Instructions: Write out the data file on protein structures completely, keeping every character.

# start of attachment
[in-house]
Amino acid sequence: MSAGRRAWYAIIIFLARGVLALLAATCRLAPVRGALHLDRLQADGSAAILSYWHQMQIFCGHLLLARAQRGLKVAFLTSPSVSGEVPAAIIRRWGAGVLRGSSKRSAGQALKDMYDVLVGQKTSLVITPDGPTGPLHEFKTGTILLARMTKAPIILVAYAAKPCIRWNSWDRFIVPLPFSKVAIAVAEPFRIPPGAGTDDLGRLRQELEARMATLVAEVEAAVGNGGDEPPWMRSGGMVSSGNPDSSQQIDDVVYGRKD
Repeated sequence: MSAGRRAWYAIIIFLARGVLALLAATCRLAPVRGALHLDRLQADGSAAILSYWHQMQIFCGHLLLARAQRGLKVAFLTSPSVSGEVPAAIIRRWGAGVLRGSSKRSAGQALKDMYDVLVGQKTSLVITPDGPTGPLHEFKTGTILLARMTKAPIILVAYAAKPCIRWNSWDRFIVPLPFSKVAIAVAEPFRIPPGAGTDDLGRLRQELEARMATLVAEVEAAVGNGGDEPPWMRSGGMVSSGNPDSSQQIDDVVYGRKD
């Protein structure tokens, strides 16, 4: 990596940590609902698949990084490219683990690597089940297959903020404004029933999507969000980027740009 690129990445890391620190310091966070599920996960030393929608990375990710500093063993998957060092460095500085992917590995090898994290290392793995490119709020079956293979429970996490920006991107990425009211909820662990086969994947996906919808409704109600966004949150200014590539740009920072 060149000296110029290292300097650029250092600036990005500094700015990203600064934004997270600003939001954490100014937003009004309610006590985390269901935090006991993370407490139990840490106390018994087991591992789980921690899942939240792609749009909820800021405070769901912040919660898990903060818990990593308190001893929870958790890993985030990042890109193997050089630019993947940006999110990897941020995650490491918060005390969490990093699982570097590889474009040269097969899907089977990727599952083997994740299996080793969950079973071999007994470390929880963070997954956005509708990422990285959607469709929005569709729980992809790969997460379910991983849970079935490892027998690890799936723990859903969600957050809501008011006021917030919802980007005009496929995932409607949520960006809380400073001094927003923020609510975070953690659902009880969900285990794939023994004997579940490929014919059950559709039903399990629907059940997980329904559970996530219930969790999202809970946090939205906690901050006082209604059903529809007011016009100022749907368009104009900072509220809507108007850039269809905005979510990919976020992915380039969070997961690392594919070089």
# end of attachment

[in-house]
Amino acid sequence: MSAGRRAWYAIIIFLARGVLALLAATCRLAPVRGALHLDRLQADGSAAILSYWHQMQIFCGHLLLARAQRGLKVAFLTSPSVSGEVPAAIIRRWGAGVLRGSSKRSAGQALKDMYDVLVGQKTSLVITPDGPTGPLHEFKTGTILLARMTKAPIILVAYAAKPCIRWNSWDRFIVPLPFSKVAIAVAEPFRIPPGAGTDDLGRLRQELEARMATLVAEVEAAVGNGGDEPPWMRSGGMVSSGNPDSSQQIDDVVYGRKD
Repeated sequence: MSAGRRAWYAIIIFLARGVLALLAATCRLAPVRGALHLDRLQADGSAAILSYWHQMQIFCGHLLLARAQRGLKVAFLTSPSVSGEVPAAIIRRWGAGVLRGSSKRSAGQALKDMYDVLVGQKTSLVITPDGPTGPLHEFKTGTILLARMTKAPIILVAYAAKPCIRWNSWDRFIVPLPFSKVAIAVAEPFRIPPGAGTDDLGRLRQELEARMATLVAEVEAAVGNGGDEPPWMRSGGMVSSGNPDSSQQIDDVVYGRKD
């Protein structure tokens, strides 16, 4: 990596940590609902698949990084490219683990690597089940297959903020404004029933999507969000980027740009 690129990445890391620190310091966070599920996960030393929608990375990710500093063993998957060092460095500085992917590995090898994290290392793995490119709020079956293979429970996490920006991107990425009211909820662990086969994947996906919808409704109600966004949150200014590539740009920072 060149000296110029290292300097650029250092600036990005500094700015990203600064934004997270600003939001954490100014937003009004309610006590985390269901935090006991993370407490139990840490106390018994087991591992789980921690899942939240792609749009909820800021405070769901912040919660898990903060818990990593308190001893929870958790890993985030990042890109193997050089630019993947940006999110990897941020995650490491918060005390969490990093699982570097590889474009040269097969899907089977990727599952083997994740299996080793969950079973071999007994470390929880963070997954956005509708990422990285959607469709929005569709729980992809790969997460379910991983849970079935490892027998690890799936723990859903969600957050809501008011006021917030919802980007005009496929995932409607949520960006809380400073001094927003923020609510975070953690659902009880969900285990794939023994004997579940490929014919059950559709039903399990629907059940997980329904559970996530219930969790999202809970946090939205906690901050006082209604059903529809007011016009100022749907368009104009900072509220809507108007850039269809905005979510990919976020992915380039969070997961690392594919070089």